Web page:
Artists Ask Seattle For Building Code 'Flexibility' For Creative Spaces
How does a city make sure all performance spaces for musicians and artists are safe without quashing creativity? That's something Seattle is grappling with in light of the deadly fire in a warehouse in Oakland, California last month. The space was being used by a group of artists.Seattle artist S. Surface, who is associated with The Alice artist space in Seattle's Georgetown neighborhood, told a Seattle City Council Committee she knew four people who perished in the Oakland fire. And, Surface says, it feels personal for another reason as well.
When she was a teenager, she often spent time in what you might call underground or do-it-yourself artist venues.
“Personally, I would consider them to have literally saved my life on many accounts, including when I was very economically unstable, those were the folks that took me in and were able to help,” Surface said.
Surface sits on the Seattle Arts Commission, which sent a letter in late December to Seattle Mayor Ed Murray urging him to continue to support spaces for artists even as he works to improve safety in the venues. The concern, Surface says, is that the city would react to the Oakland fire by just shutting down spaces that aren't in compliance with city codes.
One suggestion is for the city to be flexible when it comes to code compliance.
“Allowing the Fire Marshall to engage with venues and have incremental compliance rather than only immediate full compliance,” said Surface.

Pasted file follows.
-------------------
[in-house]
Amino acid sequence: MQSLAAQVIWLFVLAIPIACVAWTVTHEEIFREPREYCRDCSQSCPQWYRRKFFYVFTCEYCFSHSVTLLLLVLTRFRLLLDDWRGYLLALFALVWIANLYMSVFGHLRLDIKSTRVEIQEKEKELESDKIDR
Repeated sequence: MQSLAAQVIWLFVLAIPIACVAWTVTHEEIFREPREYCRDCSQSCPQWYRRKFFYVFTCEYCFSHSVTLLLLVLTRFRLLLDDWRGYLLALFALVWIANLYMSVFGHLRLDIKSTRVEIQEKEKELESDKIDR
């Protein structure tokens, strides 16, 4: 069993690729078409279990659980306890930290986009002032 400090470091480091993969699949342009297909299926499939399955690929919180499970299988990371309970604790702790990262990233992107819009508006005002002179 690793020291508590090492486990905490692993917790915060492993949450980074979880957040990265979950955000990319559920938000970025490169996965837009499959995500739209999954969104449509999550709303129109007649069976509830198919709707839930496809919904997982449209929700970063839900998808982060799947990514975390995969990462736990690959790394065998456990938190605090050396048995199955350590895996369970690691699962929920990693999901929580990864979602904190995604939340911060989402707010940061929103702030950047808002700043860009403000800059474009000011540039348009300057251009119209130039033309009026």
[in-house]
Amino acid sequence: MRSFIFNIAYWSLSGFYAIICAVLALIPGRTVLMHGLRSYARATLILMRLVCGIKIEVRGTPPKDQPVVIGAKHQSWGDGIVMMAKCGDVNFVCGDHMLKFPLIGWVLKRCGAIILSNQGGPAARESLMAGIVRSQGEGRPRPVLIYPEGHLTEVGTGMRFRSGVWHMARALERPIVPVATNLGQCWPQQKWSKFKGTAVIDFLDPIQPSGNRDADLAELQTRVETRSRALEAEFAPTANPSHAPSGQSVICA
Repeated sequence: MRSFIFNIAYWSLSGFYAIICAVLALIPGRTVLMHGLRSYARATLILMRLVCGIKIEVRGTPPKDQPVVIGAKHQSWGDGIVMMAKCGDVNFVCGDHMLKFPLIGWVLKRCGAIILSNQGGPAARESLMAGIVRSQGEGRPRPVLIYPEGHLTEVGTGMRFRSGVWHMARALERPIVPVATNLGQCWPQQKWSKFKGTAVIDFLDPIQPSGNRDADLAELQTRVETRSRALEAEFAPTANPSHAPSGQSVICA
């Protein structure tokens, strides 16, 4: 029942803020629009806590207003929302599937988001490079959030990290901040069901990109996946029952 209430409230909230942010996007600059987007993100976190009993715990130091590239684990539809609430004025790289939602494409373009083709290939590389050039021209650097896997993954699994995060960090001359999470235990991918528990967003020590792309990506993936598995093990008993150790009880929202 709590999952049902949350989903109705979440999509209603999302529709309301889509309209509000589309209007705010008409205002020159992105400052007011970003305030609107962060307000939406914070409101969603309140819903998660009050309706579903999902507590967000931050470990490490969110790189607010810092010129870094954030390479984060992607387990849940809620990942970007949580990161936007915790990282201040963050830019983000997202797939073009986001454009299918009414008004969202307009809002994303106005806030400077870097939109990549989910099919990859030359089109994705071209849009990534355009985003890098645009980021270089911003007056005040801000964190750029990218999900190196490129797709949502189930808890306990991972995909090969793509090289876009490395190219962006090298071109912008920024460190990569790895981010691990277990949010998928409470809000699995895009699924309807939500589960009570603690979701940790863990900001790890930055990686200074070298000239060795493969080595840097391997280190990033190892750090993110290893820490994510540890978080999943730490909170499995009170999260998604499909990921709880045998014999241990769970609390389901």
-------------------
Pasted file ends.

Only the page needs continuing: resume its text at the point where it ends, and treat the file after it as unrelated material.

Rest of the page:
She says it's not that artists are opposed to making the spaces safer. In fact, Surface says artists in the city have put together their own voluntary "harm reduction" list for underground and do-it-yourself spaces. It includes things like painting clear evacuation and exit routes.
For the city, though, being more flexible with code compliance could be problematic. Seattle City Councilman Mike O'Brien says he wants to support artists and creative spaces in the city, but has some reservations about how far the city should go in loosening regulations.
“You know, I don’t want to have anyone die in any building on my watch, but if we react with the pendulum swinging the other direction and just say shut everything down, that would be devastating to these communites.” he said.
While the Seattle City Council discusses what might be done to support artists, Mayor Ed Murray has directed his department heads to weigh in on what they can do to help preserve spaces for artists while ensuring the places are safe.